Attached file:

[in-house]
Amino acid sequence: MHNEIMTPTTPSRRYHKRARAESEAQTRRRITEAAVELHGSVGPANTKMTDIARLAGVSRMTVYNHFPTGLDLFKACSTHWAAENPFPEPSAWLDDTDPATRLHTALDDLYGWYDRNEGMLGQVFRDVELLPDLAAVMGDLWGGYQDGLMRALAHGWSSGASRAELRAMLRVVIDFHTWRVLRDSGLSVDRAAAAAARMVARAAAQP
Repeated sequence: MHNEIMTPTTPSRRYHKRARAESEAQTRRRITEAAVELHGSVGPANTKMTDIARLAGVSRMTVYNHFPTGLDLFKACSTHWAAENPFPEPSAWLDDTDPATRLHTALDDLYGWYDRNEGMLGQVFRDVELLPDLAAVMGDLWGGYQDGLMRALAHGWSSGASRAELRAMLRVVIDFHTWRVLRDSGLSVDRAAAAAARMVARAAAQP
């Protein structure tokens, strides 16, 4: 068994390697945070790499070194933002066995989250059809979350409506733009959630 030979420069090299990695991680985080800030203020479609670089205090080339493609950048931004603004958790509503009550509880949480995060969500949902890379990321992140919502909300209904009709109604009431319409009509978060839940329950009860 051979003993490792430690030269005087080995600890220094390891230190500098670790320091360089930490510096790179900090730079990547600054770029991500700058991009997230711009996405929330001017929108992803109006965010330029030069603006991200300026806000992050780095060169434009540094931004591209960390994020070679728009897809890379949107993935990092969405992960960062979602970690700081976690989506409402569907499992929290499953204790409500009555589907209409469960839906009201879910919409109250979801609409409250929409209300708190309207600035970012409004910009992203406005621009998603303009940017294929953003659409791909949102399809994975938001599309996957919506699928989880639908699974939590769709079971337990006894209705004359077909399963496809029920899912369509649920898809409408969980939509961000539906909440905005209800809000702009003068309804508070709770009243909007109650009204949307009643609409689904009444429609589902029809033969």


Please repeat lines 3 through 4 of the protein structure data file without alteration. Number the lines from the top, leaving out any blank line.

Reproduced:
Repeated sequence: MHNEIMTPTTPSRRYHKRARAESEAQTRRRITEAAVELHGSVGPANTKMTDIARLAGVSRMTVYNHFPTGLDLFKACSTHWAAENPFPEPSAWLDDTDPATRLHTALDDLYGWYDRNEGMLGQVFRDVELLPDLAAVMGDLWGGYQDGLMRALAHGWSSGASRAELRAMLRVVIDFHTWRVLRDSGLSVDRAAAAAARMVARAAAQP
């Protein structure tokens, strides 16, 4: 068994390697945070790499070194933002066995989250059809979350409506733009959630 030979420069090299990695991680985080800030203020479609670089205090080339493609950048931004603004958790509503009550509880949480995060969500949902890379990321992140919502909300209904009709109604009431319409009509978060839940329950009860 051979003993490792430690030269005087080995600890220094390891230190500098670790320091360089930490510096790179900090730079990547600054770029991500700058991009997230711009996405929330001017929108992803109006965010330029030069603006991200300026806000992050780095060169434009540094931004591209960390994020070679728009897809890379949107993935990092969405992960960062979602970690700081976690989506409402569907499992929290499953204790409500009555589907209409469960839906009201879910919409109250979801609409409250929409209300708190309207600035970012409004910009992203406005621009998603303009940017294929953003659409791909949102399809994975938001599309996957919506699928989880639908699974939590769709079971337990006894209705004359077909399963496809029920899912369509649920898809409408969980939509961000539906909440905005209800809000702009003068309804508070709770009243909007109650009204949307009643609409689904009444429609589902029809033969």